The athame is traditionally a black-handled knife, and Gardner described it as "the true Witch's weapon" in the book of shadows, something for which he has been criticised by Frederic Lamond, who believes that there should be no "weapons" in Wicca. The athame is used to cast a magic circle, and to control spirits.
The term "athame" in its modern spelling is unique to Wicca, but originates from words found in two historical copies of the Key of Solomon, though was not included in Macgregor Mathers' published version. One version, currently held in the Biblioteque de l'Arsenal, Paris, uses the term "arthame" to describe a black handled knife. This was adopted by C.J.S Thompson in his 1927 book The Mysteries and Secrets of Magic and by Grillot de Givry, in his 1931 Book Witchcraft, Magic and Alchemy. The historian Ronald Hutton theorised that Gardner got it either directly or indirectly from one of these sources, although changed the spelling. The athame is usually enscribed on the handle, sometimes in the Theban alphabet.
What is the Athame used for? The athame's primary use is to direct energy; if things such as herbs or cords need to be cut, another knife called a boline - a white-handled knife - is used. An exception is the "kitchen witchcraft" philosophy, which actively encourages the use of magical tools for mundane purposes to increase the witch's familiarity with them.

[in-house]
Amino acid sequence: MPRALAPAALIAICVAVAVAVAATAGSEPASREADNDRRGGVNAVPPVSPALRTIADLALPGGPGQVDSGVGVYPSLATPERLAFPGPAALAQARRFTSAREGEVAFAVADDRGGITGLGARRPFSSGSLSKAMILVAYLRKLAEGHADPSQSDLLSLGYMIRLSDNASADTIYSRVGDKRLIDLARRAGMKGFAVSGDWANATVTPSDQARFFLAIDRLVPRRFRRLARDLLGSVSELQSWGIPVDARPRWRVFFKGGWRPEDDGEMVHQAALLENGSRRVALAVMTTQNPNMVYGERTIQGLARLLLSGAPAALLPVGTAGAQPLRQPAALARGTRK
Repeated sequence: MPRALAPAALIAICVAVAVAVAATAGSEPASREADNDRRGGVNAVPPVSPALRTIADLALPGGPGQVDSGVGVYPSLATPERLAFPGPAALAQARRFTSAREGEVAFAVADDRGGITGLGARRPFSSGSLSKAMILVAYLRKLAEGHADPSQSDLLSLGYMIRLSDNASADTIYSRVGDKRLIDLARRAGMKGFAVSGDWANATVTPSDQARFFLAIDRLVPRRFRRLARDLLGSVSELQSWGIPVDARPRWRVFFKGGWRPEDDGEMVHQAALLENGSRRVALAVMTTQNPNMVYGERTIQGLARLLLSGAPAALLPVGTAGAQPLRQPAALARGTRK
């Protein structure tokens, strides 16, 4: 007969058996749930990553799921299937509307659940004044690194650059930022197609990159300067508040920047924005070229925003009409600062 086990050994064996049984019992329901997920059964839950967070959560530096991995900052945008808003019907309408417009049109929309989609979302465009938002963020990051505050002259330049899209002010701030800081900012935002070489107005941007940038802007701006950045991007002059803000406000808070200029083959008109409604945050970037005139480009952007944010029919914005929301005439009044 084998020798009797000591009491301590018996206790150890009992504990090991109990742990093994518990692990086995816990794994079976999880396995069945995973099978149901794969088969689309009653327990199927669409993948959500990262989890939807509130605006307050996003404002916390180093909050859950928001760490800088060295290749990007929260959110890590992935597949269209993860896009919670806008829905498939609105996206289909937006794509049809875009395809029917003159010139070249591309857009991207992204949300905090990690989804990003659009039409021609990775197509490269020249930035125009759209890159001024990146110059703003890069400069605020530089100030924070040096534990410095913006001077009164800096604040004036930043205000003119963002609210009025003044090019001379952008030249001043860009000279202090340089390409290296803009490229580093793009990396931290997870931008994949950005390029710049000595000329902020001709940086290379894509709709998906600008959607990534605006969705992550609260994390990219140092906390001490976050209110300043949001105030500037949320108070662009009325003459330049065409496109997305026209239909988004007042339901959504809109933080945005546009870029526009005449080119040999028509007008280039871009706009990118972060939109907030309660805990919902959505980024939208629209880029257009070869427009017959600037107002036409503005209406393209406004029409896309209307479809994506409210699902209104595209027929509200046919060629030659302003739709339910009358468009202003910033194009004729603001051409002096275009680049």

An athame may be employed in the demarcation of the Magic circle rite. As a masculine principle, it is often used in combination with the chalice, as feminine principle, evoking the act of procreation, as a symbol of universal creativity. This is a symbol of the Great Rite in Wiccan rituals. Some Modern Witchcraft traditions may prefer not to use iron blades, instead preferring alternatives such as copper, bronze or wood. This is most common amongst traditions that have a particular fondness of the Sidhe, to whom iron is supposedly harmful.
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